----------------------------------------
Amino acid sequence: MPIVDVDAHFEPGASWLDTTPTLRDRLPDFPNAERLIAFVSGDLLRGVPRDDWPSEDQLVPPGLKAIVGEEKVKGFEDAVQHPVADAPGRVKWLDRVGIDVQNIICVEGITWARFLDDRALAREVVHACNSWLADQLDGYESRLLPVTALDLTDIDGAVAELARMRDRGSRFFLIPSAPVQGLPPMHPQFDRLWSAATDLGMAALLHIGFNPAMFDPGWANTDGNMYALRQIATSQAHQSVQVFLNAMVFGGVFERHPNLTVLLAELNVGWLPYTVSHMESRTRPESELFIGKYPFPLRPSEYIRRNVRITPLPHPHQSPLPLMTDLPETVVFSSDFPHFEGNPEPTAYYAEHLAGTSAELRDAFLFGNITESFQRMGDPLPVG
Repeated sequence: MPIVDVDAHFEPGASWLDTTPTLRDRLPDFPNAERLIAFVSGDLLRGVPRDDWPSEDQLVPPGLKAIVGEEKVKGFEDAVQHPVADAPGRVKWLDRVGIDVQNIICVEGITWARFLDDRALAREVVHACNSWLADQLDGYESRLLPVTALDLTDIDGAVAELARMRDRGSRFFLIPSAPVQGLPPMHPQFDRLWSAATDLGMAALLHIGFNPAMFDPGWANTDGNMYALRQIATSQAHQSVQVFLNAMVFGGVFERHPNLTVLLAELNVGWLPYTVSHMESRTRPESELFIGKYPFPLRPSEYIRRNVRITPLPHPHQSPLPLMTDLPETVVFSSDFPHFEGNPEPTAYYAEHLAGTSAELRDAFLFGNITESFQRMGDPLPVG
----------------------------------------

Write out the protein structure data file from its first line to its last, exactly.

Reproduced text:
Amino acid sequence: MPIVDVDAHFEPGASWLDTTPTLRDRLPDFPNAERLIAFVSGDLLRGVPRDDWPSEDQLVPPGLKAIVGEEKVKGFEDAVQHPVADAPGRVKWLDRVGIDVQNIICVEGITWARFLDDRALAREVVHACNSWLADQLDGYESRLLPVTALDLTDIDGAVAELARMRDRGSRFFLIPSAPVQGLPPMHPQFDRLWSAATDLGMAALLHIGFNPAMFDPGWANTDGNMYALRQIATSQAHQSVQVFLNAMVFGGVFERHPNLTVLLAELNVGWLPYTVSHMESRTRPESELFIGKYPFPLRPSEYIRRNVRITPLPHPHQSPLPLMTDLPETVVFSSDFPHFEGNPEPTAYYAEHLAGTSAELRDAFLFGNITESFQRMGDPLPVG
Repeated sequence: MPIVDVDAHFEPGASWLDTTPTLRDRLPDFPNAERLIAFVSGDLLRGVPRDDWPSEDQLVPPGLKAIVGEEKVKGFEDAVQHPVADAPGRVKWLDRVGIDVQNIICVEGITWARFLDDRALAREVVHACNSWLADQLDGYESRLLPVTALDLTDIDGAVAELARMRDRGSRFFLIPSAPVQGLPPMHPQFDRLWSAATDLGMAALLHIGFNPAMFDPGWANTDGNMYALRQIATSQAHQSVQVFLNAMVFGGVFERHPNLTVLLAELNVGWLPYTVSHMESRTRPESELFIGKYPFPLRPSEYIRRNVRITPLPHPHQSPLPLMTDLPETVVFSSDFPHFEGNPEPTAYYAEHLAGTSAELRDAFLFGNITESFQRMGDPLPVG